Sorry, but we have to go there. This is a story about a stand-up comic, after all. And -- um -- punch lines and slapstick, so it's simply impossible to not mention the most hot-button cultural issue of the moment.
"Okay, so who's with Team Chris? Hands up team Chris Rock?" Ted Jones asked an audience of about 30 people on March 29 at the Stand Comedy Club in Manhattan. Most hands were raised. "And who's with Team Will?"
One hand gingerly went up.
"Ooooh. Alright. Guess I'm not getting smacked the [expletive] out of my face tonight," said the comic, firing on all cylinders, as is his onstage vibe.
The stand-up stage is, of course, where solo performers get to chew on real-life moments and then spit them out as comedy. And Mr. Jones (his stage name), a 30-year-old from New York City and a lifelong East Hampton weekender, is a rising newcomer on the New York comedy scene. He's a born entertainer, who curates and hosts regular shows featuring five to seven comedians who offer a variety of humor and schticks. During his opening segments and when introducing his lineup, he bounds around the stage, energetically dipping in and out of political and cultural minefields, with infectious chatter about the minutiae of 20 and 30-something life: online dating, vegan diets, TikTok, vlogging, hookup sex, nontraditional careers, and keeping the parents happy. With energy that rarely lets up from start to finish, Mr. Jones seems to be aiming to arrive at a payoff by way of striking the right balance of the relatable and the insightful. For the most part, his shows are full of quick wit, profane punchlines, and lots of laughs.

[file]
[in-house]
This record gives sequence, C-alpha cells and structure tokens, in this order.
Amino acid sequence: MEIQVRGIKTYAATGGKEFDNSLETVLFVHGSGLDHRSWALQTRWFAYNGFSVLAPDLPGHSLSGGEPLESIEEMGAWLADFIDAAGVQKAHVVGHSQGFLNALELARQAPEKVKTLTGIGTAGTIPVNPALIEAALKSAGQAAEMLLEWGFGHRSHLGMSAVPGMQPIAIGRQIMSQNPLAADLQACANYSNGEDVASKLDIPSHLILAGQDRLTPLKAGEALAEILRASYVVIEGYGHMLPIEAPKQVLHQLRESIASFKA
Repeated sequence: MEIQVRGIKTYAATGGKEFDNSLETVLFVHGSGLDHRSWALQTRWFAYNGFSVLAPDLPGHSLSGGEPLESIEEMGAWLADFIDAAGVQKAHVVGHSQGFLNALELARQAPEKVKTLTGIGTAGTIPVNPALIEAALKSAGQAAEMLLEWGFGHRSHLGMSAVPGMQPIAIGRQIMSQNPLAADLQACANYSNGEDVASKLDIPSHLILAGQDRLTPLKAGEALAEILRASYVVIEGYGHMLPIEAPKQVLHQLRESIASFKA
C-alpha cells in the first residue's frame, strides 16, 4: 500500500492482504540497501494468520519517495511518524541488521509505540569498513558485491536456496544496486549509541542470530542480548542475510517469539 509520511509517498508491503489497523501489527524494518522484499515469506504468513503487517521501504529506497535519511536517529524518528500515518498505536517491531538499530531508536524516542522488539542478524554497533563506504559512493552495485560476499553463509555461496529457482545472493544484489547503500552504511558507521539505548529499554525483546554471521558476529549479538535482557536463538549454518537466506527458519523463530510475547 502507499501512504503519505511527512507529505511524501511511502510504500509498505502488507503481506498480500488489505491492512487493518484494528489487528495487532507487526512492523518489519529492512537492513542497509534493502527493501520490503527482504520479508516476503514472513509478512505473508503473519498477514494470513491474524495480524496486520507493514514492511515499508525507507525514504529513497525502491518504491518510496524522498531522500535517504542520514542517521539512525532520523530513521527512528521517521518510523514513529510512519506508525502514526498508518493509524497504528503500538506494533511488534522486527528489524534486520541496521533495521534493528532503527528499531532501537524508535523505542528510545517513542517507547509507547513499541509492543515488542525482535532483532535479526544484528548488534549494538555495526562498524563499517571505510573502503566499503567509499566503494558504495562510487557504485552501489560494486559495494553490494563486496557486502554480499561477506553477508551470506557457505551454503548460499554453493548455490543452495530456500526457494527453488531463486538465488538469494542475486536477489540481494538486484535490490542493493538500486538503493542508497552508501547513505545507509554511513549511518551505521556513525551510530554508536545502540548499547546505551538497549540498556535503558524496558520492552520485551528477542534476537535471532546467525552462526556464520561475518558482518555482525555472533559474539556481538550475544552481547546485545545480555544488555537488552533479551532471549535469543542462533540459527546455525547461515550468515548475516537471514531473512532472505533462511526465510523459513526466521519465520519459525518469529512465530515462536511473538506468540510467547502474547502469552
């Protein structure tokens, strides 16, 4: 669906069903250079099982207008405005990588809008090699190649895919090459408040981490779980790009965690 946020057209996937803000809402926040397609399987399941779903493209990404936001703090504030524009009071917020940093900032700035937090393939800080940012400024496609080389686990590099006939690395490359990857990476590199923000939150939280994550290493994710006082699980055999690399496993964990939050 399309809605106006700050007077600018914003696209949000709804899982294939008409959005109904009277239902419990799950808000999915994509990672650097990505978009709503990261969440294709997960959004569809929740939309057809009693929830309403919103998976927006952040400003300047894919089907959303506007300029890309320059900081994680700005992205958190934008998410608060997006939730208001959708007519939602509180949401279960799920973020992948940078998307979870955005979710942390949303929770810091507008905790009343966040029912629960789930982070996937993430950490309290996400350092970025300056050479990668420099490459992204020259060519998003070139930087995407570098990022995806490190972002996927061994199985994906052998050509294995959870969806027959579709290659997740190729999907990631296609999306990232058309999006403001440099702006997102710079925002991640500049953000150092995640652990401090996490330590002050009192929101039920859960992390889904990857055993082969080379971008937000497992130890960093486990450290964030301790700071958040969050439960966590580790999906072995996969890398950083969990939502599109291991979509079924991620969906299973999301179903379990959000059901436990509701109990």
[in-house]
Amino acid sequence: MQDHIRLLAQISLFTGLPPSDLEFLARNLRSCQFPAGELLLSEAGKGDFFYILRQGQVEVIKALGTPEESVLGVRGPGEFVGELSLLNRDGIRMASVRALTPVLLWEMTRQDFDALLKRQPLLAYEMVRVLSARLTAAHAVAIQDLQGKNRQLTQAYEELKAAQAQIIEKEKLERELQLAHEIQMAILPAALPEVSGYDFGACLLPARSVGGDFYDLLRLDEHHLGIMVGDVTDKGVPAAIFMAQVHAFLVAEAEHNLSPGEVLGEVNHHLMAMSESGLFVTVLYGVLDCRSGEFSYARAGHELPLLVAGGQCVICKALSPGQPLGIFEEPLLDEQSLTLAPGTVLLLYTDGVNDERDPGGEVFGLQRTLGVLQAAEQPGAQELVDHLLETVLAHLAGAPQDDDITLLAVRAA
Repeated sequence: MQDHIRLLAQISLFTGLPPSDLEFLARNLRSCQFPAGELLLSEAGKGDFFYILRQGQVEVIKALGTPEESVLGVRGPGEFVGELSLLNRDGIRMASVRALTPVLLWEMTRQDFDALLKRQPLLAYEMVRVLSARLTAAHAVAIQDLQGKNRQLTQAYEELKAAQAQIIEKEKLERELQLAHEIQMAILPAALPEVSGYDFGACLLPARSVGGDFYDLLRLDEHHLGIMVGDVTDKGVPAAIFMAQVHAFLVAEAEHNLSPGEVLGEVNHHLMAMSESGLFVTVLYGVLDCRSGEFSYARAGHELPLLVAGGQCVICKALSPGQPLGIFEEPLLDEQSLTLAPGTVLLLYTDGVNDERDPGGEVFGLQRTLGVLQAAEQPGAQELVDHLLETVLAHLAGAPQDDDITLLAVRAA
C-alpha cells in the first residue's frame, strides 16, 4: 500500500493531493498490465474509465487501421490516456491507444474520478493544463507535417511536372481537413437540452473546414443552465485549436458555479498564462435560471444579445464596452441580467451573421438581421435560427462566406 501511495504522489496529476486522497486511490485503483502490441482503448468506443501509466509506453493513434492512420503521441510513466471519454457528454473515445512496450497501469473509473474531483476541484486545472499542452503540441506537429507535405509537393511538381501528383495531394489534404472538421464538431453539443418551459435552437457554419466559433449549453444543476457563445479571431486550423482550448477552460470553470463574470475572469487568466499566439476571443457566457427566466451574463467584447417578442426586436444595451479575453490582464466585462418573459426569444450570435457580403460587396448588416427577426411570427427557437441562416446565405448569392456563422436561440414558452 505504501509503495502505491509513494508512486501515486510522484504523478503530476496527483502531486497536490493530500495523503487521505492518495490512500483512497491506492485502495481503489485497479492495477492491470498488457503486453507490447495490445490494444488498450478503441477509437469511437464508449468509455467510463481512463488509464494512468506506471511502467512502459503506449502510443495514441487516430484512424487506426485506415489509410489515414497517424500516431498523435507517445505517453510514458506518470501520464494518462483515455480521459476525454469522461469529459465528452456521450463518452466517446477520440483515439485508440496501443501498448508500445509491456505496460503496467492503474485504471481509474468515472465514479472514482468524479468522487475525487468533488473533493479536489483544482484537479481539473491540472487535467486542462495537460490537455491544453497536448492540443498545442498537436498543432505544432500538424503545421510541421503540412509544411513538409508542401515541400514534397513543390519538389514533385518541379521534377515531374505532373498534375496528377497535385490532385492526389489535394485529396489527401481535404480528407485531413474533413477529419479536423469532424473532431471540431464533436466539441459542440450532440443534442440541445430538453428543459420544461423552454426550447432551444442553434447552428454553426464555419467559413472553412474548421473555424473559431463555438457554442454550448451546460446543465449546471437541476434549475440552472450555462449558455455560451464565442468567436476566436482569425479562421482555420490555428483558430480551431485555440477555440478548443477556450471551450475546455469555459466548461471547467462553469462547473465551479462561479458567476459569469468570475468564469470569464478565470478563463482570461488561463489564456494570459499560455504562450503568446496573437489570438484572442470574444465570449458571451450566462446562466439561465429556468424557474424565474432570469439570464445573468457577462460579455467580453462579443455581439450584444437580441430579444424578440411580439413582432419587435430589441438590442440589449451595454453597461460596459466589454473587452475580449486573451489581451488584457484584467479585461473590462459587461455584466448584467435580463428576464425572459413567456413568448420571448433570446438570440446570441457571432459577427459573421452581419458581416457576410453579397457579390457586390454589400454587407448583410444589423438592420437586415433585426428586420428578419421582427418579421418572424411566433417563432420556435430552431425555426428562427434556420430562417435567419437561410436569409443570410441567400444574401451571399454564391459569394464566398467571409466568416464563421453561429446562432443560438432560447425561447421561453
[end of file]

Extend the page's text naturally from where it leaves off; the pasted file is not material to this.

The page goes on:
There's been a lot of recent debate about comedy audiences being too easily offended these days, unwilling to laugh at anything that upends a moral hornet's nest. Has Mr. Jones ever been threatened by an audience member who was offended by something he said?
"Not like that," he said, referring to The Slap (Will Smith's much-talked about reaction to Chris Rock's Oscar-night joke about his wife). "People have yelled back at me from the crowd, sure, but never anyone coming up onstage. I like to think that my comedy isn't trying to be so controversial that I can't straddle the line."
No path to a punchline is ever straight. In 2019, The New York Times ran a series called "It's Never Too Late," which told the stories of people who decided to switch gears, change their lives, and pursue dreams. Mr. Jones could have been one of them. A little over a year ago, he was sitting, in business attire, in an office within his father's real estate investment company, Margules Properties, which boasts a portfolio of over $300 million.
"I wouldn't change anything about my work experience because it really made me hone in on something that I don't want to do," he said during a conversation in Union Square last week. He worked at the family firm for six and a half years, as a property manager, being groomed to one day take over the business.